Choose strawberries that are unblemished and rich red as the fruit does not ripen further after being picked. Strawberries are rich in vitamin C.
To store strawberries, place them on a paper towel in a sealed container for two to three days or when they’re plentiful, freeze in containers or sealed plastic bags for up to a year.
Wash strawberries with the hull intact only when you’re ready to use them, not before, as rinsing can speed spoiling. Taken from the fridge, allow the fruit to reach room temperature for the best flavour.
- Serve sliced fresh fruit on breakfast cereal or add strawberries to fresh fruit salads.
- For a savoury salad, add strawberries to baby spinach with a few parmesan cheese shavings and a drizzle of balsamic vinegar.
- Not only does a drizzle of balsamic vinegar and a sprinkle of mint complement strawberries, so too does a sprinkle of black pepper.
Curly-leaf parsley is used more with fish in sauces and potato dishes. Traditional flat-leaf parsley (also called continental parsley or Italian parsley) has more flavour and is commonly used in Middle-Eastern dishes.
Parsley is a good source of vitamin A and vitamin C.
Storing parsley can be as simple as keeping the herb plant alive in your garden or pot. Don’t let the soil dry out, allow for natural sunlight and plenty of room for the parsley to grow and pick regularly. Once picked, store stems upright in a jar of fresh water with leaves covered with a plastic bag. Store in the fridge or at room temperature.
Parsley (like coriander) has a high moisture content which is why, when washed before use, leaves tend to stick together.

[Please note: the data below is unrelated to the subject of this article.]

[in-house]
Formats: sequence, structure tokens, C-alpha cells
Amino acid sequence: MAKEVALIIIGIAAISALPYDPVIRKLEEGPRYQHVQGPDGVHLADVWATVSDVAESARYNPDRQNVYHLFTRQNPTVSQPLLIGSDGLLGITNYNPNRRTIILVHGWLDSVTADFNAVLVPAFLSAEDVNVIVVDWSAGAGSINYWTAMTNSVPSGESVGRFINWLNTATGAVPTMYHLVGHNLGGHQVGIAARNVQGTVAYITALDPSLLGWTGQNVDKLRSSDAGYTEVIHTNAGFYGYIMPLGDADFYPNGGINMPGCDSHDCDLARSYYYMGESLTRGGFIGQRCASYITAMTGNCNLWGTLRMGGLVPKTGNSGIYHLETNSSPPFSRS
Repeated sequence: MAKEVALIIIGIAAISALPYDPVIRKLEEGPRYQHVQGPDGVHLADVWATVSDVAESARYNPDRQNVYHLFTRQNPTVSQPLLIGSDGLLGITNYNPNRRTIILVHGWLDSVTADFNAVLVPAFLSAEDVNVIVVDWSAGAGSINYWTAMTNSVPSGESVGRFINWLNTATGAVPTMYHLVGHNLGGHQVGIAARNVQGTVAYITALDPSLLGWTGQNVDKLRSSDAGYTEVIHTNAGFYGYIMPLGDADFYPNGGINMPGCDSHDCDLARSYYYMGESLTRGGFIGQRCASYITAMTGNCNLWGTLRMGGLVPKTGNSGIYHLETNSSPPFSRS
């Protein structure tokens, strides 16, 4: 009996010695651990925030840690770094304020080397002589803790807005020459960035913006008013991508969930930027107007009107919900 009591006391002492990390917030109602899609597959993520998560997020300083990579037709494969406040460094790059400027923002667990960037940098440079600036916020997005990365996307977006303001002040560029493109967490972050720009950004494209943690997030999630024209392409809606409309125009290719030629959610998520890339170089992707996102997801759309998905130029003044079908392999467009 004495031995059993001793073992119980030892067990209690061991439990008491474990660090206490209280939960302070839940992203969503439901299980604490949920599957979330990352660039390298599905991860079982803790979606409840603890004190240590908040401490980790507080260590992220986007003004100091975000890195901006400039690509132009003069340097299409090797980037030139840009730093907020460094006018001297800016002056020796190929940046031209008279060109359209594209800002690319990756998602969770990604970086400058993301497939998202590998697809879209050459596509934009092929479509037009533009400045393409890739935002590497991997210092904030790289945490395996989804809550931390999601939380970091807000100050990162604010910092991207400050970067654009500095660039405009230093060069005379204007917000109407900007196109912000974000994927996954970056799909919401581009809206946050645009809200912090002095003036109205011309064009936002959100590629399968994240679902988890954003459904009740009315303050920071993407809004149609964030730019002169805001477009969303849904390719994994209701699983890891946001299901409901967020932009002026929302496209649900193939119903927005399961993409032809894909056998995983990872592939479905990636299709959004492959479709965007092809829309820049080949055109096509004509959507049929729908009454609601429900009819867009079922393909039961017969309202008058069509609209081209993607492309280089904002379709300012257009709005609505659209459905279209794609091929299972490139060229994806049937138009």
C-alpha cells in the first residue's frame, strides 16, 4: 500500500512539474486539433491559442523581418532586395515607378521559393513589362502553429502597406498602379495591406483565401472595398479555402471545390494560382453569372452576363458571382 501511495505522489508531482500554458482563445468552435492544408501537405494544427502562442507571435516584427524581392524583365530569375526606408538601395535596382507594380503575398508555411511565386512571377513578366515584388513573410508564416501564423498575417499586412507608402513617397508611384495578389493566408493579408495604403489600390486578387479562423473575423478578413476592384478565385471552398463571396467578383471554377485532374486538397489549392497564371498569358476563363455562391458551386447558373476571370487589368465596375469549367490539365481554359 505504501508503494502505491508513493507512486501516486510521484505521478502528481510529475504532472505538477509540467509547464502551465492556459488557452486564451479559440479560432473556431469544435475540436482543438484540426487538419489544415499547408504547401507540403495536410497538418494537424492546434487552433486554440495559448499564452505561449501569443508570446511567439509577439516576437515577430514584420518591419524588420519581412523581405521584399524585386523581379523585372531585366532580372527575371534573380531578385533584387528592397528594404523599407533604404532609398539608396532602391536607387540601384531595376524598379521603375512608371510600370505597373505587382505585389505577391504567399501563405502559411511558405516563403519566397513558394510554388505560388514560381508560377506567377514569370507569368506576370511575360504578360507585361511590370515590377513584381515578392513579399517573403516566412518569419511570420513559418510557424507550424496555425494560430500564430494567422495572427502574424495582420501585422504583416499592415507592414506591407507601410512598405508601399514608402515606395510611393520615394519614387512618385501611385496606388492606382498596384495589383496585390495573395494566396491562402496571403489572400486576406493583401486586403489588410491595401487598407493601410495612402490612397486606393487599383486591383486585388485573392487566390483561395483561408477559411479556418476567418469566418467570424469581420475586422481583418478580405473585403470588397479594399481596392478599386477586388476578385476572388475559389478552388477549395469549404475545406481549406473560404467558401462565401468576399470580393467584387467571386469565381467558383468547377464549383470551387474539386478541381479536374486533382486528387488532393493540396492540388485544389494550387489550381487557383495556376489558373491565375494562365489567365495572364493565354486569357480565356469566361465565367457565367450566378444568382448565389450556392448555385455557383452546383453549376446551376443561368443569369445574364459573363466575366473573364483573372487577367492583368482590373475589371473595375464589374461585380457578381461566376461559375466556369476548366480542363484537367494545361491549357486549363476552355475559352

- Add parsley to dips, dressings, marinades, salads and soups to enhance flavour.
- Add fresh parsley to top pizzas for a touch of the Mediterranean.
- For a homemade parsley pesto, swap basil for parsley leaves.
Courgettes (also known by their Italian name, zucchini) are actually an immature fruit which is more commonly used and prepared as a vegetable. Courgettes add useful amounts of vitamin A, potassium and fibre.
While best eaten when fresh, courgettes can keep for some time in the fridge. Store in a plastic bag or in the crisper compartment in the fridge.
Choose unblemished, firm courgettes. Smaller courgettes tend to be more flavoursome.
- Add raw thin slices to salads or make courgette batons.
- Dress with a simple lemon-juice vinaigrette, salt and pepper and top with crumbled feta.
- Grated courgettes can be added to muffin and loaf mixtures and used in place of grated carrot in carrot cake recipes.
Did you know? Mature courgettes are often called marrows. However, marrows are in fact a distinct summer vegetable, mottled and larger in size than its relative courgette, and always served cooked.